Wednesday, 9 December 2009

Australian weather records - how much can we trust them?

After reading a few articles on weather stations in the US and Australia over the last year or so, I decided to do a random check on one station in WA to see what the records looked like.

I chose Cape Naturaliste, as I have visited it several times, and the lighthouse has been there for around a century. I guessed that the weather station would be at the lighthouse - and I was right.

One glance at the annual mean maximum temp from around 1900 to today would convince most people that we are all about to fry.

However, I decided to have a look for photos of the site to check out the location of the weather station.

The weather station is located between the two buildings on the far right - and it is about a foot from an asphalt road. Note that the asphalt is a dark black colour - the colour of fresh tar.

Here's a side on view.

If memory serves me correctly, when I visited this place back in the 1980s, this was a gravel road - not tarmac.

If the weather station has not been relocated since 1901, what impact would moving from a gravel road to tarmac have on temperature readings? Undoubtedly, it would skew them upwards. The key question is when the tarmac was laid - or relaid - and what impact this has had on the temperature record.


Bugger - memory must be worse than I thought. I've been to both lighthouses - as a school excursion in the early 1980s and then a few in the late 1980s when I was working at Yallingup. Can't believe I fouled the two up. All I can say is "thanks Google images for showing photos of Leeuwin when I asked for Naturaliste". I trusted Google more than my memory.

However, I am sure about the gravel road bit. When I first started regularly visiting the Dunsborough-Yallingup area in around 1982, it was not the heavily trafficked tourist and wine themed area that it is today. Most of the roads in all directions were gravel. They were only paved in the 1990s when tourist numbers reached a point where the gravel had to go.

As an aside, I remember family trips between Bunbury and Perth in the 1970s that involved driving along unpaved stretches of gravel on the main road between WA's capital and the next largest city (or town as it was back then). I remember it because we skidded on one section and nearly ended up in a ditch. It's now dual carriageway most of the way, but a lot has changed in 30 years as the area has grown.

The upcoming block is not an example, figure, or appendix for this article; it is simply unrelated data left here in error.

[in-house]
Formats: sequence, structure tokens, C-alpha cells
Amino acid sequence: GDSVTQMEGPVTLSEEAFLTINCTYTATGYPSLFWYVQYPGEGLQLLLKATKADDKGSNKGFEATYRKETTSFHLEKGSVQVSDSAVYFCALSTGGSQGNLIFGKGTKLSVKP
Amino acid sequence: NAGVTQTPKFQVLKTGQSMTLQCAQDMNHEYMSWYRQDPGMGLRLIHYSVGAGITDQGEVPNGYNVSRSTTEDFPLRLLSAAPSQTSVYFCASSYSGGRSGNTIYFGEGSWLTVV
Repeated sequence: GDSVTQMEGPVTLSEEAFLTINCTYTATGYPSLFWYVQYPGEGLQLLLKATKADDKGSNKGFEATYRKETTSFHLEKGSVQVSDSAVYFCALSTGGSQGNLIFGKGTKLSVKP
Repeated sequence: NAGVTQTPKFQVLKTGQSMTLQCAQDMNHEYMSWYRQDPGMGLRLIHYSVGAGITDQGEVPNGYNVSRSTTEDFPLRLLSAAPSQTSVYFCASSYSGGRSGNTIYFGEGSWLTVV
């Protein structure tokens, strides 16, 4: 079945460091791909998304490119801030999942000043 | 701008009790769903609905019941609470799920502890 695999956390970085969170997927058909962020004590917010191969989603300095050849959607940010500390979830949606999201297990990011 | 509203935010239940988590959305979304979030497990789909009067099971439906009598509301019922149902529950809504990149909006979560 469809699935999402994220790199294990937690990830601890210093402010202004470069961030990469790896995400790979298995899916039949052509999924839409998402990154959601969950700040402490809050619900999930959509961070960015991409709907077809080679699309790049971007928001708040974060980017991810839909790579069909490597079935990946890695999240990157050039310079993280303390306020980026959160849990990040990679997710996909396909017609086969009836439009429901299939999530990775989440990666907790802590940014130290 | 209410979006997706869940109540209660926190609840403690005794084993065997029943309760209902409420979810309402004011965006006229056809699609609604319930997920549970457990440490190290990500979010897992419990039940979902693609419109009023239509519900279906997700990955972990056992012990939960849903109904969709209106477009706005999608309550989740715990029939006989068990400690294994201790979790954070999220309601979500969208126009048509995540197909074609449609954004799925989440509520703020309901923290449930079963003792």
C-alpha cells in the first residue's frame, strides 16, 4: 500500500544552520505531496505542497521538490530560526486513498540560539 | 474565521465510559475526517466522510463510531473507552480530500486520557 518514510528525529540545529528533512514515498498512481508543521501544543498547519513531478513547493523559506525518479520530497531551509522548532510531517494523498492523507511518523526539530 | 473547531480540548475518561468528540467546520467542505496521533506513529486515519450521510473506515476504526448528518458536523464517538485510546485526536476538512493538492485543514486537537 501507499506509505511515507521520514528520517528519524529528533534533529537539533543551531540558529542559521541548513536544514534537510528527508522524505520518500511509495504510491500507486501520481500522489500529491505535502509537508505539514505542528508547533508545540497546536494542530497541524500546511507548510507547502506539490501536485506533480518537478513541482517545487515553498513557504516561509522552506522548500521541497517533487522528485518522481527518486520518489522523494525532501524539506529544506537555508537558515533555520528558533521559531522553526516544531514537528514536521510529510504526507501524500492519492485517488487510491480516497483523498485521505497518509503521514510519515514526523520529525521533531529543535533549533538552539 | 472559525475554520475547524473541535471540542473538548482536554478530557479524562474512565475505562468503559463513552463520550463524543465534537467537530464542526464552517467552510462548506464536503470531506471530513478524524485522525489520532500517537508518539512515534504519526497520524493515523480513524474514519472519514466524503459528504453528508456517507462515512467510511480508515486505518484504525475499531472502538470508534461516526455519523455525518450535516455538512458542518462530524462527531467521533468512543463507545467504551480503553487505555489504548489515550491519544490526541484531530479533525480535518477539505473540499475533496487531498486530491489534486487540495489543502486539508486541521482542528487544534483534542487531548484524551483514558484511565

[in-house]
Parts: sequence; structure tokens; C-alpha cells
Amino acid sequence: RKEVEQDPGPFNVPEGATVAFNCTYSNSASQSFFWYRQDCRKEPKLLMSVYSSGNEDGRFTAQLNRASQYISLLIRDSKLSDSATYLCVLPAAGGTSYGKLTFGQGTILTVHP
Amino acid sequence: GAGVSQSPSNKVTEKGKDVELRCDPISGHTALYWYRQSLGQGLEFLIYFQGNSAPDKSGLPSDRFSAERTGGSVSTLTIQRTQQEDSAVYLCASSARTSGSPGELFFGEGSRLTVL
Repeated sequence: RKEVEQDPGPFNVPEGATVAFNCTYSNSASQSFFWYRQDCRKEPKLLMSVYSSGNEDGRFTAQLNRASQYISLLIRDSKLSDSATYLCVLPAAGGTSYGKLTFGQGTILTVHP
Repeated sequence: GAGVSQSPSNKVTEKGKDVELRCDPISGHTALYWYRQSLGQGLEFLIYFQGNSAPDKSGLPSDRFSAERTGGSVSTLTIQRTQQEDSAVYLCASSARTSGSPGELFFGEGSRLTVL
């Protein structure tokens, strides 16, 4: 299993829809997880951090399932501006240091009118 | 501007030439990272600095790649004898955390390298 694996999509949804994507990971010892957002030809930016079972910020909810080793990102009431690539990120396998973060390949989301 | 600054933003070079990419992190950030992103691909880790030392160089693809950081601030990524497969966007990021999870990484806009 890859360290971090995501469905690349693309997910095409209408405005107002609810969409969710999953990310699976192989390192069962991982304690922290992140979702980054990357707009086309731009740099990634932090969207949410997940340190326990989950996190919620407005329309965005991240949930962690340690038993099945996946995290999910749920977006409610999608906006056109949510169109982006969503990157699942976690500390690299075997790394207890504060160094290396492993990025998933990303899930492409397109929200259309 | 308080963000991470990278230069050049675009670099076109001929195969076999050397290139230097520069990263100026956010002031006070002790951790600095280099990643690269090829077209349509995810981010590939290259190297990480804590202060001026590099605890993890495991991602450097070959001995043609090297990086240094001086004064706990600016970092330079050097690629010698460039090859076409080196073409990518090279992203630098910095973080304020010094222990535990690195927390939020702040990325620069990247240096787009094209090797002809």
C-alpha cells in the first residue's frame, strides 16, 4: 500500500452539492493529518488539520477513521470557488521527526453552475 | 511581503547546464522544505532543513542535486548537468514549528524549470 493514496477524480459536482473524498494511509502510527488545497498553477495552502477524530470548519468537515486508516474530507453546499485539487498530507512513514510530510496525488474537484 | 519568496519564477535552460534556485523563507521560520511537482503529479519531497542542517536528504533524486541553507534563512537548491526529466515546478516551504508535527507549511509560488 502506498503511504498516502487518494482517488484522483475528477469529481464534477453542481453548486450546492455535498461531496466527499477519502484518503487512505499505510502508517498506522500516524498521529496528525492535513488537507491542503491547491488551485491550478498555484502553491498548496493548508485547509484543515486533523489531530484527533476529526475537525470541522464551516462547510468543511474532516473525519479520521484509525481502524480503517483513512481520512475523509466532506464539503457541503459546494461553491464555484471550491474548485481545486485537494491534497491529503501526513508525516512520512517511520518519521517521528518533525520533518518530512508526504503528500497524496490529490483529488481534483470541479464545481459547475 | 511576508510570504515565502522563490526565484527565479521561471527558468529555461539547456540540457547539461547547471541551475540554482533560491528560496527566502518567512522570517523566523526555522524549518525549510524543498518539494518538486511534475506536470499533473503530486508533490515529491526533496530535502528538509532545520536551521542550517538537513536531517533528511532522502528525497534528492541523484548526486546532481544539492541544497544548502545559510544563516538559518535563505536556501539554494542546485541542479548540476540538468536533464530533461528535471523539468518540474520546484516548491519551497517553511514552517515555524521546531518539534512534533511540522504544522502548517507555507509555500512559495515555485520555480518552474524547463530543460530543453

Another update - this is how science should work. Check the facts, show your working, allow debate about your assumptions and results. If you are wrong, it's back to the drawing board.


Last update - Mea culpa.


Margo's Maid said...

Nice detective work, BOAB. I wonder if anyone out that way could tell us when the road was sealed?

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Ubique of Perth said...

Boab, the photos showing the weather station are actually those of the Cape Leeuwin lighthouse at the southern end of the Cape. The annual mean max for Cape Leewin looks innocuous:

But helps make it plain that the Cape Naturaliste record is dodgy. Google Earth at Naturaliste does show extensive asphalt car parks - the weather station is probably close by.


Ubique of Perth said...

Here's a photo of the Cape Leeuwin lighthouse weather station - it's obviously fairly new.

kae said...

I've reported your spamtard.

Anonymous said...

Hmm ... not sure I follow the logic here. Why would asphalt put down in the 1990s cause a steady increase in temperature over the last 90 years ? I'd expect to see a flat temperature graph with a step in the 1990s if this was caused by the asphalt.

Steve D of Glen Waverley said...

Well done, youve got a callout from Andrew Bolt! Now standing by to observe the bump in the world-wide blog ratings...

And then I guess it's back to the Sydney commuting travelogues... :-)